The Importance of Bike Helmets

The Importance of Bike Helmets

Summer happens to be one of my favorite seasons–not just because it means plenty of time for sun, swimming, and long-anticipated vacations with the family, but because it’s a time when families seem to enjoy healthier lifestyles. If you’re like many families, you’ve found yourself spending more time out and about, enjoying the great outdoors with your family and becoming more physically active. And when it comes to getting active in the summertime, more often than not, bicycles are involved.  

Summertime biking is popular because it is a fun physical activity that the whole family can enjoy together. However, it warrants a quick review of biking safety protocols for you and your children. At the top of this list is the bicycle helmet.

According to the National Highway Traffic Safety Administration (NHTSA), more children between the ages of 5 and 14 end up in hospital emergency rooms for injuries associated with bicycling than with any other sport. Bicycle helmets are inexpensive and extremely effective in preventing life-threatening head injuries. So what is there to discuss? As a parent, you may already know where I’m headed with this: the real challenge with bike helmets is not buying them, but getting children to actually wear them, and wear them correctly.

The following strategies will help you and your family cycle safely this summer and throughout the year.

  • Roll with it. As a pediatrician, I am often asked at what age children realistically need to wear a helmet. My answer has always been that children should start wearing helmets the day they start riding anything with wheels. Tricycles, scooters, rollerblades and skateboards–you name it–they need a helmet. Sure, most toddlers and preschoolers don’t generally pick up enough speed sitting six inches off the ground on a little plastic riding toy to do any real damage. But the real risk lies in failing to establish this extremely important habit early on. By ensuring right from the start that your child wears a helmet whenever riding anything with wheels, you can set in motion a firm (and non-negotiable) foundation for the future. After all, the wheeled things that older children ride only get faster and more dangerous.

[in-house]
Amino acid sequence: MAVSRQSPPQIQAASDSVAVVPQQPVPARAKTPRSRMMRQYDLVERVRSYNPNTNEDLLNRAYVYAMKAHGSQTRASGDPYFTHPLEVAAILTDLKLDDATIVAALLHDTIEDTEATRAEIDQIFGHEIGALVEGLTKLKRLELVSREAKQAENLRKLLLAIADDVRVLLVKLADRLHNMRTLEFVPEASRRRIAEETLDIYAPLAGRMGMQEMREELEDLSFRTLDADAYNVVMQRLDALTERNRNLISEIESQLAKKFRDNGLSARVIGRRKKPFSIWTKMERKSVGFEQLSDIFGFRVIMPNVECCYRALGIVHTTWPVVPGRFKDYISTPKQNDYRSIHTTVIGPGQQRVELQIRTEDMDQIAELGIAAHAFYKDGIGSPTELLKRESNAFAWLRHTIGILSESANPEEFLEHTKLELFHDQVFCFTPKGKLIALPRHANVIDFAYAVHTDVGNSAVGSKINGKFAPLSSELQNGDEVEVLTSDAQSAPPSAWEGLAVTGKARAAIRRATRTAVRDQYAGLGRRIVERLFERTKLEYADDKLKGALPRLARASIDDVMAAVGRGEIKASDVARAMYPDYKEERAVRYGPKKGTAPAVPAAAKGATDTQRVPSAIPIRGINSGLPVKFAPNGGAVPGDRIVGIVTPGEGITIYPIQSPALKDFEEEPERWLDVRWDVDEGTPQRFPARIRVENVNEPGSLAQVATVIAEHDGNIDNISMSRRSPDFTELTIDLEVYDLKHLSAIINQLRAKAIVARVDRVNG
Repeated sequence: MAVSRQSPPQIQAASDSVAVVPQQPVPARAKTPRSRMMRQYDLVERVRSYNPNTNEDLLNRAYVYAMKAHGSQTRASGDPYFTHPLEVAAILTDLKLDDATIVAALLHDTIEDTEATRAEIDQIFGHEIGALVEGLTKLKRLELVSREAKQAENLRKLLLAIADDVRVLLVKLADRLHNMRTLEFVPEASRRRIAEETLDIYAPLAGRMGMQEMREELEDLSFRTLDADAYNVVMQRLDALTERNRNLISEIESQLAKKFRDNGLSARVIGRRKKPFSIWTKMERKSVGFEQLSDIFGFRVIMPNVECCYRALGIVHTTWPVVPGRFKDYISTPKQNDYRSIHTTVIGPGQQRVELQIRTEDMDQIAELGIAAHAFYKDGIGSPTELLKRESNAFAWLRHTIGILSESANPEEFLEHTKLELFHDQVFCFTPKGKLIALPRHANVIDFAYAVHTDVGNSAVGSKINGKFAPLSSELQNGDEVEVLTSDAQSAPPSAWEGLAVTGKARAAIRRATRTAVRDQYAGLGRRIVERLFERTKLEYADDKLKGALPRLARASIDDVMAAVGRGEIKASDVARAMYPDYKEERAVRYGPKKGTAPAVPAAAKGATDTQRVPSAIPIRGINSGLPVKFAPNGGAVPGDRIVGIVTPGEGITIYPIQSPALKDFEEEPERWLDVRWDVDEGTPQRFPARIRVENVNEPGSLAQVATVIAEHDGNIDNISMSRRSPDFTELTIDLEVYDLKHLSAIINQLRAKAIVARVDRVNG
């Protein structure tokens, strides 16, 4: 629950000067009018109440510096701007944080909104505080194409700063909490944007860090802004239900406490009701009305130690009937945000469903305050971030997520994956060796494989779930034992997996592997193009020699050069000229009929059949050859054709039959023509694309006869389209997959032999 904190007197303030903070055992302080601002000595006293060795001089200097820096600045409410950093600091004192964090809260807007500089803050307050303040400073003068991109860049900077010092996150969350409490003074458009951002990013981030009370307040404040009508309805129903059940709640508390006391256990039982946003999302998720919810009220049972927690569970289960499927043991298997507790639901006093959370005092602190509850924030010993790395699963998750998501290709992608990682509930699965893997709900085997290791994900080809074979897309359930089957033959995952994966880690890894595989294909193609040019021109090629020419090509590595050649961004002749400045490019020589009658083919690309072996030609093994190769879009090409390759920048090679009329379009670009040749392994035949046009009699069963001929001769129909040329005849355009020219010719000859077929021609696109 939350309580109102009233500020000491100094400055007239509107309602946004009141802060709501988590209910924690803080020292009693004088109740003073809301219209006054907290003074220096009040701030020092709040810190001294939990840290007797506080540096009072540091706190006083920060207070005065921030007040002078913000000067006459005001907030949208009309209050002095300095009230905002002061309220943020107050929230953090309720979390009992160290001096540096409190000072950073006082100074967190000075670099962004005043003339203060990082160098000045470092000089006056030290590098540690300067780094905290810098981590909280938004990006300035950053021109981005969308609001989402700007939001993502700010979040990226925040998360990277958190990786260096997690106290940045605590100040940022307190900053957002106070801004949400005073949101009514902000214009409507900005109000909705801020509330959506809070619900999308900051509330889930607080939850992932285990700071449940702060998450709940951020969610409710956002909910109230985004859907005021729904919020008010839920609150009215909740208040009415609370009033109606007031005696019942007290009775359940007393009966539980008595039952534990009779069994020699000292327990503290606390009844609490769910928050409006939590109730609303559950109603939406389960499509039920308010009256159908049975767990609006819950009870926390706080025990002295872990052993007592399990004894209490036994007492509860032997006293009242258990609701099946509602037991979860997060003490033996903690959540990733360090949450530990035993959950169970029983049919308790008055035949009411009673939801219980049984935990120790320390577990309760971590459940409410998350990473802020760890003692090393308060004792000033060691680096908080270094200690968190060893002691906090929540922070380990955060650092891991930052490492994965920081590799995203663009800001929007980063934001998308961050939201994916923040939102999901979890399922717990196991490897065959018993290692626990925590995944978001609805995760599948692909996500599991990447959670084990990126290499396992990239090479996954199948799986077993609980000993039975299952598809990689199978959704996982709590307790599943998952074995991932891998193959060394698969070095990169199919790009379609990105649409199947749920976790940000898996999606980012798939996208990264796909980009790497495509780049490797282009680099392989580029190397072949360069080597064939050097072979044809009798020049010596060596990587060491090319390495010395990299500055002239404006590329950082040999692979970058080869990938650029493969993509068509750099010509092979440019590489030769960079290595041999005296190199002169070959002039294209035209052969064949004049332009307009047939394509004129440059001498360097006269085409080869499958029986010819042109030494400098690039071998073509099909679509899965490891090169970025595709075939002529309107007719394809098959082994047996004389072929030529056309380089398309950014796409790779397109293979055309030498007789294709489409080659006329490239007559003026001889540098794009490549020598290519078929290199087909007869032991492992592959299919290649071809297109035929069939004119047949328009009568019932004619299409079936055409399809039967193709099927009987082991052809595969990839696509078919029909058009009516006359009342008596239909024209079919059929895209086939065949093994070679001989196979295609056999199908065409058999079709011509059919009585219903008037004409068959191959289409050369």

• Use your head. I have said it before and I’ll say it again, “Do as I say and not as I do” doesn’t work particularly well in any parenting context, and wearing a bike helmet is no exception. While I can certainly relate, as I’m not particularly fond of helmets myself, I recognize that I can’t get away with forgoing the helmet and still expect my children to accept it as an important lifelong habit. There’s really not much more to it than that. Recognize that you have the responsibility to lead by example….and commit to wearing your helmet, too!
  • Stay level-headed. While committing to the use of a helmet is a great start for both you and your children, simply putting a helmet on one’s head is not enough. When biking, you need to make sure the helmet you’re using is an actual bike helmet, because not just any helmet will do. Even when bike helmets are in place, all too often, I see well-intentioned adults and children alike biking with helmets perched precariously on their heads–loose and ineffectively positioned (usually pushed back and too high up on the forehead) to adequately offer protection. In short, helmets need to fit snuggly, with no side-to-side movement, and they need to be level and low on the forehead, no more than one or two finger-widths above the eyebrow.  

For a detailed description of the steps to properly fit a bicycle helmet, as well as information on helmet certification, you can go to the NHTSA website. You can also find a summary of what every parent should know about bicycle helmets on the American Academy of Pediatrics website.

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